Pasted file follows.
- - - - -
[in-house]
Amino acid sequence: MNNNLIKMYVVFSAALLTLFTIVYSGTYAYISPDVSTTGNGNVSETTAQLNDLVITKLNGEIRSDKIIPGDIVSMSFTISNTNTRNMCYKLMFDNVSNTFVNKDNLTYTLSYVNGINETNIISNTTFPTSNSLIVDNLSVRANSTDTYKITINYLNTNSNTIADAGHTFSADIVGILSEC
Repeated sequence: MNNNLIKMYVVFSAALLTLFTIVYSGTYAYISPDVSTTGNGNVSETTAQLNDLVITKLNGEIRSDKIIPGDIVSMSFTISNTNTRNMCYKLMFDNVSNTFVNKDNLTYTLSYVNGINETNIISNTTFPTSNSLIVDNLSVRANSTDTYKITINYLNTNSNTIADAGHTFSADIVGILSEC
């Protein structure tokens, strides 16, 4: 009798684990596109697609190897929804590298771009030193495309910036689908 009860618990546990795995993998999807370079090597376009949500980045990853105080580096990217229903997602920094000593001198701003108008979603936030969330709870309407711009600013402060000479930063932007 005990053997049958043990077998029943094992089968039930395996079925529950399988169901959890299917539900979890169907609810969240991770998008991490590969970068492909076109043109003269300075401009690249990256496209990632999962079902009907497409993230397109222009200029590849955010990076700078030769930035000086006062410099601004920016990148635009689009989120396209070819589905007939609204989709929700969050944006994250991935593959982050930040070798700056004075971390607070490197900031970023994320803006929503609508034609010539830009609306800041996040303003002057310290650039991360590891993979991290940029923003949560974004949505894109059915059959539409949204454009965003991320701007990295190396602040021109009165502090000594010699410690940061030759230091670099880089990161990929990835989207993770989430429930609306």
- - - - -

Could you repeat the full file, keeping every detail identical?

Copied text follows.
[in-house]
Amino acid sequence: MNNNLIKMYVVFSAALLTLFTIVYSGTYAYISPDVSTTGNGNVSETTAQLNDLVITKLNGEIRSDKIIPGDIVSMSFTISNTNTRNMCYKLMFDNVSNTFVNKDNLTYTLSYVNGINETNIISNTTFPTSNSLIVDNLSVRANSTDTYKITINYLNTNSNTIADAGHTFSADIVGILSEC
Repeated sequence: MNNNLIKMYVVFSAALLTLFTIVYSGTYAYISPDVSTTGNGNVSETTAQLNDLVITKLNGEIRSDKIIPGDIVSMSFTISNTNTRNMCYKLMFDNVSNTFVNKDNLTYTLSYVNGINETNIISNTTFPTSNSLIVDNLSVRANSTDTYKITINYLNTNSNTIADAGHTFSADIVGILSEC
């Protein structure tokens, strides 16, 4: 009798684990596109697609190897929804590298771009030193495309910036689908 009860618990546990795995993998999807370079090597376009949500980045990853105080580096990217229903997602920094000593001198701003108008979603936030969330709870309407711009600013402060000479930063932007 005990053997049958043990077998029943094992089968039930395996079925529950399988169901959890299917539900979890169907609810969240991770998008991490590969970068492909076109043109003269300075401009690249990256496209990632999962079902009907497409993230397109222009200029590849955010990076700078030769930035000086006062410099601004920016990148635009689009989120396209070819589905007939609204989709929700969050944006994250991935593959982050930040070798700056004075971390607070490197900031970023994320803006929503609508034609010539830009609306800041996040303003002057310290650039991360590891993979991290940029923003949560974004949505894109059915059959539409949204454009965003991320701007990295190396602040021109009165502090000594010699410690940061030759230091670099880089990161990929990835989207993770989430429930609306």